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Coaxial field system, hut circles and medieval farm buildings at Starehole Bottom

List Entry Summary

This monument is scheduled under the Ancient Monuments and Archaeological Areas Act 1979 as amended as it appears to the Secretary of State to be of national importance. This entry is a copy, the original is held by the Department for Culture, Media and Sport.

Name: Coaxial field system, hut circles and medieval farm buildings at Starehole Bottom

List entry Number: 1020577

Location

The monument may lie within the boundary of more than one authority.

County: Devon

District: South Hams

District Type: District Authority

Parish: Malborough

County: Devon

District: South Hams

District Type: District Authority

Parish: Salcombe

National Park: Not applicable to this List entry.

Grade: Not applicable to this List entry.

Date first scheduled: 16-Oct-2002

Date of most recent amendment: Not applicable to this List entry.

Legacy System Information

The contents of this record have been generated from a legacy data system.

Legacy System: RSM

UID: 34887

Asset Groupings

This list entry does not comprise part of an Asset Grouping. Asset Groupings are not part of the official record but are added later for information.

List entry Description

Summary of Monument

Legacy Record - This information may be included in the List Entry Details.

Reasons for Designation

Coaxial field systems are one of several methods of land division employed during the Bronze Age; evidence from areas such as Dartmoor, where they are relatively common, suggest their introduction around 1700 BC and their continued use until 1000 BC. They generally consist of linear stones banks forming parallel boundaries running up slope to meet similar boundaries that run along the contours of higher slopes. The long strips formed by the parallel boundaries may be subdivided by cross banks to form a series of rectangular field plots, each sharing a common axis. Broadly contemporary occupation sites, comprising hut circle settlements, and funerary and ceremonial sites, may be found within these enclosed fields. Coaxial field systems are representative of their period and an important element in the existing landscape. Surviving examples are likely to be considered of national importance.

Despite slight damage, the coaxial field system, hut circles and medieval farm buildings at Starehole Bottom survive well. Their earthworks will contain stratigraphic information relating to their construction and use. The medieval farm buildings represent examples of a type of dispersed settlement characteristic of this part of the south west peninsula.

History

Legacy Record - This information may be included in the List Entry Details.

Details

This monument includes part of a coaxial field system containing three scattered hut circles, medieval banks, and the sites of four medieval agricultural buildings with associated hollow ways. Post-medieval features include two miners' prospecting pits and a water management system. The monument lies partly on a flat coastal plateau, sloping steeply down into a valley to the north, with dramatic views of the local coastal scenery all around. The coaxial banks of the field system are aligned north west to south east and cut across the steep southern side of Starehole Bottom at an angle, continuing up onto the flat coastal plateau. The sub-rectangular fields are defined by further banks which measure from 2m to 5m wide and from 0.5m to 1.3m high. They contain occasional fragments of facing stonework and vertical orthostats. Three hut circles are located within the fields on the coastal plateau and measure from 12m to 15m in total diameter with stone faced encircling walls surviving as banks from 2m to 4m wide and up to 1m high. Medieval sub-divisions of the field system at the south west corner have low banks forming narrow strips from 15m to 25m wide and from 70m to 90m long. Other sub-divisions in Starehole Bottom have created very small paddocks, which contain two rectangular detached buildings measuring from 15m to 23m long and 10m wide, with walls 2m wide and up to 1m high. Two more rectangular building platforms from 6m to 8m long and up to 3m wide are scarped into the cliff edge alongside medieval hollow ways which descend from the field system into Starehole Cove at the east end of the monument. A water management system just west of the cove is of post-medieval date, with a small dam across the stream, from which a leat fed a distribution tank 4m by 5m wide and up to 1.2m deep. Three gullies leading from this tank down to the cliff edge measure 1m wide and from 0.4m to 0.8m deep. Two post-medieval miners' prospecting pits on the north western corner of the plateau are on an east to west alignment and are roughly circular, measuring 15m in diameter and from 0.6m to 1m deep. All fence posts are excluded from the scheduling, although the ground beneath them is included.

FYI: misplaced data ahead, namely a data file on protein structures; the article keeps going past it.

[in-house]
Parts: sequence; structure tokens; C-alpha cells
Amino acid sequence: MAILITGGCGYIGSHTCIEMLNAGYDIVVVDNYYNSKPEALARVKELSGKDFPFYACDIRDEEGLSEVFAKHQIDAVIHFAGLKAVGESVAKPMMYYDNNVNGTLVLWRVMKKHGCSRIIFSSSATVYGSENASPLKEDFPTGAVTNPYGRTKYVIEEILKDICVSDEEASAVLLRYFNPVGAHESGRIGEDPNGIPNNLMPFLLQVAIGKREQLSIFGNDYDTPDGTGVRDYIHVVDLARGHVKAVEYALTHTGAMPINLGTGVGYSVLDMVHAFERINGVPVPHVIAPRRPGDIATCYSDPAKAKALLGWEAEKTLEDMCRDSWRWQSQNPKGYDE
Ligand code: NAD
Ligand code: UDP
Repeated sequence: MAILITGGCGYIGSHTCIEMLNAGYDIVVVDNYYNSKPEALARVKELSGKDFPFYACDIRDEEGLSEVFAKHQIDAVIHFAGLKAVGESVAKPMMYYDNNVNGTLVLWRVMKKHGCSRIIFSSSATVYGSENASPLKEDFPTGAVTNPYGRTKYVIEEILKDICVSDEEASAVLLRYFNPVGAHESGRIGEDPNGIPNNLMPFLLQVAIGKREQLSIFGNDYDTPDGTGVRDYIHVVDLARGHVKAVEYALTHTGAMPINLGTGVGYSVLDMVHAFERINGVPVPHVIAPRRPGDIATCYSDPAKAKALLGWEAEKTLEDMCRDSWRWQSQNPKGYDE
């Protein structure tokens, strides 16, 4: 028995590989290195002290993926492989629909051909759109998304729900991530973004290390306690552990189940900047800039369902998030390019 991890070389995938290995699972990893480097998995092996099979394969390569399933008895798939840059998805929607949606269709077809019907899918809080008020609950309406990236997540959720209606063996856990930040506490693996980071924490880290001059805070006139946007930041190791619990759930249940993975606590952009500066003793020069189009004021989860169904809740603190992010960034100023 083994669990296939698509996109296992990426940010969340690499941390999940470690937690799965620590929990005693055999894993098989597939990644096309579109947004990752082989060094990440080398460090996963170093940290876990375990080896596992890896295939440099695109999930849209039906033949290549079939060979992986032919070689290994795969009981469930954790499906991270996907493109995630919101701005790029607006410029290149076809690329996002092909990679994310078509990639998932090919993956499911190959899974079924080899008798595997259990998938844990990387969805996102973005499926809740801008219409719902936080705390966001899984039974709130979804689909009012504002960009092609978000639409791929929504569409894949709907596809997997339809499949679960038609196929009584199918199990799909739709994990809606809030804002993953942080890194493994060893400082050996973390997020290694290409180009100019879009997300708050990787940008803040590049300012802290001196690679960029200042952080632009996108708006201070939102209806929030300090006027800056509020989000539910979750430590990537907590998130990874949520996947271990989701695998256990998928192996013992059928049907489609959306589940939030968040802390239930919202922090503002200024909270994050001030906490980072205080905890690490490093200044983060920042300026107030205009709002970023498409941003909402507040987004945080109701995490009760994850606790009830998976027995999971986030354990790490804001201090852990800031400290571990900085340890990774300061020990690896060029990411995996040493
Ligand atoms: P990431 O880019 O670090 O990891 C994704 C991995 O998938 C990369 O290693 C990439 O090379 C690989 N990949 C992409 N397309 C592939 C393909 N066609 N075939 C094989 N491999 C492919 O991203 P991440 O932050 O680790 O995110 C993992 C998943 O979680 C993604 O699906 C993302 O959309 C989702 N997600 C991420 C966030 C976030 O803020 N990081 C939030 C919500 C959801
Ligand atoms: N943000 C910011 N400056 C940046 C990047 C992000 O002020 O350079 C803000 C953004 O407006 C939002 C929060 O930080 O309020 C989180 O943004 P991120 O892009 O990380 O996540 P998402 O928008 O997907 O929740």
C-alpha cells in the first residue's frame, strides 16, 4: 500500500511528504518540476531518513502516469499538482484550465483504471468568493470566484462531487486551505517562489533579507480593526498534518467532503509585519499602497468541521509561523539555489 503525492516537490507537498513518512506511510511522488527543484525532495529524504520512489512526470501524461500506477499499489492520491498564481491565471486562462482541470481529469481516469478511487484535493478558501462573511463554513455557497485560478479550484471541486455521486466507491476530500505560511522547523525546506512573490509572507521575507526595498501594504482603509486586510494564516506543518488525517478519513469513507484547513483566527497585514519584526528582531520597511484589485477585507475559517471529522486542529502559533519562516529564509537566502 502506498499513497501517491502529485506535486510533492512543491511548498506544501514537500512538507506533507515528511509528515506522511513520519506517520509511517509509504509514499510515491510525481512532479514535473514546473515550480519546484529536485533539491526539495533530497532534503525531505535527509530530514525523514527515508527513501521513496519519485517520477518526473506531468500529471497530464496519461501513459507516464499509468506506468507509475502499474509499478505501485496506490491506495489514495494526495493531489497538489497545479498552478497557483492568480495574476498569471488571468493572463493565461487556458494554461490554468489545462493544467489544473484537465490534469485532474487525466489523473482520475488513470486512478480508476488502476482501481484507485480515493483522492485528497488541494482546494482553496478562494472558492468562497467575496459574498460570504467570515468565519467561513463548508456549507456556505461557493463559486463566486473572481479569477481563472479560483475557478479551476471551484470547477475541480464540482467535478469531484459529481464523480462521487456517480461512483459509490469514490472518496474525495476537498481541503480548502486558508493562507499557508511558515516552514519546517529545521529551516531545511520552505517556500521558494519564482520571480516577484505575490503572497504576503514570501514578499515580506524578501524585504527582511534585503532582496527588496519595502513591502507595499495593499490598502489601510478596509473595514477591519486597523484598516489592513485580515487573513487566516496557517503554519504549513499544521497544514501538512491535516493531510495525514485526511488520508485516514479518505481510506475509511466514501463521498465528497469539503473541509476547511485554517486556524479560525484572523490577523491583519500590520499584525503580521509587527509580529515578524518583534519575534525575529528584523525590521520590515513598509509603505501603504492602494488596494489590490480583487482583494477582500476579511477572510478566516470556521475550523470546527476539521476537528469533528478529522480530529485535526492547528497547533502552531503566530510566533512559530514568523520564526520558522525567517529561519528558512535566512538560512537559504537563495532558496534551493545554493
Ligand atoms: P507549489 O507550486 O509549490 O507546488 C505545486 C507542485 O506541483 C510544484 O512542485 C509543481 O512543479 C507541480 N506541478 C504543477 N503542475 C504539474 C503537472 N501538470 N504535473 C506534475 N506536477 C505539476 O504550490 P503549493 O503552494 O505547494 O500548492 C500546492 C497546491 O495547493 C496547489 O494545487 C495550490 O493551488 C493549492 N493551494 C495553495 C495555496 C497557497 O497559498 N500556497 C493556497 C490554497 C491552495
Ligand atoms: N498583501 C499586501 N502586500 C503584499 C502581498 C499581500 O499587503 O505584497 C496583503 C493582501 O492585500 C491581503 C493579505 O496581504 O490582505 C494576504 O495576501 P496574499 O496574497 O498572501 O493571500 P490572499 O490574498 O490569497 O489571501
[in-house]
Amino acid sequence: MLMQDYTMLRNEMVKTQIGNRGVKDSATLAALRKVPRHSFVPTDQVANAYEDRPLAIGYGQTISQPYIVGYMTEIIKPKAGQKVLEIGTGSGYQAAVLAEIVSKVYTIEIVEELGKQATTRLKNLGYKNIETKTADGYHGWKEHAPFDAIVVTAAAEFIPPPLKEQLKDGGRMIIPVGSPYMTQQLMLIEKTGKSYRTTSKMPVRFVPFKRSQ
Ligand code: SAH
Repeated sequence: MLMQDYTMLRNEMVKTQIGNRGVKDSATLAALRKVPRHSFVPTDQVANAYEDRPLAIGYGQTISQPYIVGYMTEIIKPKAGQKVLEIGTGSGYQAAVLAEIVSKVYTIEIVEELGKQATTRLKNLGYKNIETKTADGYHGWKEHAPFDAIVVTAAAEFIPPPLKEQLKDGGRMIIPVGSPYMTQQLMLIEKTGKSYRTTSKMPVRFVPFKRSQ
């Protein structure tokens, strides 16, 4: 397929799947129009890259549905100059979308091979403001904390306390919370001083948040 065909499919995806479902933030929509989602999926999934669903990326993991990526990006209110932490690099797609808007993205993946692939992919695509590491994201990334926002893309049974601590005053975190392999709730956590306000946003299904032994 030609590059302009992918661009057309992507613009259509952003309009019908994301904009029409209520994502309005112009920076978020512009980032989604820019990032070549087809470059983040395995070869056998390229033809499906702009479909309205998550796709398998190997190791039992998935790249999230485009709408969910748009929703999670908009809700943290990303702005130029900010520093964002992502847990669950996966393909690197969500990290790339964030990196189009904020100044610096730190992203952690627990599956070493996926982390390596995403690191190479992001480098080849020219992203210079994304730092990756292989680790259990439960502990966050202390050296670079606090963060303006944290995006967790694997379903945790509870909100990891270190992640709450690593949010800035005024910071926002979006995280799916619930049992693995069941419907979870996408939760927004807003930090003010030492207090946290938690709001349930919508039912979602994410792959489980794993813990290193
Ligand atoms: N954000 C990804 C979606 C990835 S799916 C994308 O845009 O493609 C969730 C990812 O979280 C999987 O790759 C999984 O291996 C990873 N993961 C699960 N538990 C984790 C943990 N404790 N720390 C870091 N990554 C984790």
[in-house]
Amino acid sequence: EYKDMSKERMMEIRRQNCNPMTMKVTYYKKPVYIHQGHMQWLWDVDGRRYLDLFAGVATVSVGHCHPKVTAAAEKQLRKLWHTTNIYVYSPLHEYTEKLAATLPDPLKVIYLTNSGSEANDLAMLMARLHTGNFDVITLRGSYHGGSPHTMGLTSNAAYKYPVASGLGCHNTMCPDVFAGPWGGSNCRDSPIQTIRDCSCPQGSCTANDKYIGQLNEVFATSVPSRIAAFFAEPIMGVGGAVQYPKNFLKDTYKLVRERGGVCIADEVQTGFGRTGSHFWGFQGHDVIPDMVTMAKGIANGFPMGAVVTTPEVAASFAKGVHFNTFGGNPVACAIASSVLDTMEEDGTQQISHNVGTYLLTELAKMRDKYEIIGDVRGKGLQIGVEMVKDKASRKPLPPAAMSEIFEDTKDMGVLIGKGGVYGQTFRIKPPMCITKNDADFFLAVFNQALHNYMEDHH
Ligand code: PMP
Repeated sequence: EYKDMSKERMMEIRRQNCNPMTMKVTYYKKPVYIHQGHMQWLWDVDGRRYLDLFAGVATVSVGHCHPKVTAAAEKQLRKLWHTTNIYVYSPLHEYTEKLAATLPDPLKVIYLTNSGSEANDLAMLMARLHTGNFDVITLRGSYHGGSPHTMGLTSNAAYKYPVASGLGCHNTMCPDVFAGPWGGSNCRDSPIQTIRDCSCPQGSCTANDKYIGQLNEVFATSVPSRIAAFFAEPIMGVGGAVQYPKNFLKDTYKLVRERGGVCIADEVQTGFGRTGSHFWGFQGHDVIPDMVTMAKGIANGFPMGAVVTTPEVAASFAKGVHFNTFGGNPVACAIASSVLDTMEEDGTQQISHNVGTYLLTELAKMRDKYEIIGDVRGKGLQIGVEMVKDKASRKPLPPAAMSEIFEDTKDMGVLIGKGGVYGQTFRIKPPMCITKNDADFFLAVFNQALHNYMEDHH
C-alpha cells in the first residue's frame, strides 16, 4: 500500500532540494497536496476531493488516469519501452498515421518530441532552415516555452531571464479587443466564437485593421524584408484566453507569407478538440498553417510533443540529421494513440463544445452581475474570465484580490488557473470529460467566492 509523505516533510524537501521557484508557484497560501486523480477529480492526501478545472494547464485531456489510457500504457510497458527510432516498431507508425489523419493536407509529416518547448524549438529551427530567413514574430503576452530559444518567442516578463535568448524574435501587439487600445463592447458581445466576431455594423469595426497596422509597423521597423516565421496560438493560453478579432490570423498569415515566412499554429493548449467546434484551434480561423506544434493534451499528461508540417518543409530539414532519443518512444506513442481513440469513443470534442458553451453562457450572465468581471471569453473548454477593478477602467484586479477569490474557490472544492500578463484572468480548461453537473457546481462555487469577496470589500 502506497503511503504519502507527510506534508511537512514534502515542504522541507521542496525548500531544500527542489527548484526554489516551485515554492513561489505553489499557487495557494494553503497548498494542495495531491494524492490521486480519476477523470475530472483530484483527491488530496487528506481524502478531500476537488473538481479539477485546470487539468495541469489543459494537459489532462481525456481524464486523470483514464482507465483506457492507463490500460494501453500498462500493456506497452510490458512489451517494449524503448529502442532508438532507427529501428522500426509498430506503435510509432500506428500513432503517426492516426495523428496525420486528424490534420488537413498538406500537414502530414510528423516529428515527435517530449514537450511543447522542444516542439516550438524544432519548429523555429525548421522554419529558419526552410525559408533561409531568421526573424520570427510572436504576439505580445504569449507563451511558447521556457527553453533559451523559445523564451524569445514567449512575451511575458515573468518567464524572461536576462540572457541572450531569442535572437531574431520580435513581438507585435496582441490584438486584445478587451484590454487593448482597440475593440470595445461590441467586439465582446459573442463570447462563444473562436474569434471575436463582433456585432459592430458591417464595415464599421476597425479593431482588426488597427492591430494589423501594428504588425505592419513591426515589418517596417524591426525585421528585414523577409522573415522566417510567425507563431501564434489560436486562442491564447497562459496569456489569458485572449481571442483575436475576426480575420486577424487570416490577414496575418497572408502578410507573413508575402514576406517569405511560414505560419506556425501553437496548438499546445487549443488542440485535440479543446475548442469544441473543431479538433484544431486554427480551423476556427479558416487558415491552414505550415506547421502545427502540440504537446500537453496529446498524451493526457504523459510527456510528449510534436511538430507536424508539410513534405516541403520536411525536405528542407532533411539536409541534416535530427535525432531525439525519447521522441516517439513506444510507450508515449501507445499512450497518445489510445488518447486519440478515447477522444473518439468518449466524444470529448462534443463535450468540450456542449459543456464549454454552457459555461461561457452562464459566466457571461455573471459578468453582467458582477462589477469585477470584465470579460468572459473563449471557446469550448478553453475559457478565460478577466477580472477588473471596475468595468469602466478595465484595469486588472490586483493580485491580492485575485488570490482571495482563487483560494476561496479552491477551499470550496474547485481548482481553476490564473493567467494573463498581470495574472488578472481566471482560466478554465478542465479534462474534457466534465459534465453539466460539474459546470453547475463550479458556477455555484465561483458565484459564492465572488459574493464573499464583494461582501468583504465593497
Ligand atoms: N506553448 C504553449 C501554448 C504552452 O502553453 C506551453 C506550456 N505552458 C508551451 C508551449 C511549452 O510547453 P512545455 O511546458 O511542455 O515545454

MAP EXTRACT The site of the monument is shown on the attached map extract.

Selected Sources

Other
MPP fieldwork by R Waterhouse, Waterhouse, R, (2000)
MPP fieldwork by R Waterhouse, Waterhouse, R, (2000)
MPP fieldwork by R Waterhouse, Waterhouse, R, (2000)

National Grid Reference: SX 72430 36470

Map

Map
© Crown Copyright and database right 2017. All rights reserved. Ordnance Survey Licence number 100024900.
© British Crown and SeaZone Solutions Limited 2017. All rights reserved. Licence number 102006.006.
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The above map is for quick reference purposes only and may not be to scale. For a copy of the full scale map, please see the attached PDF - 1020577 .pdf

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This copy shows the entry on 23-Nov-2017 at 07:49:18.

End of official listing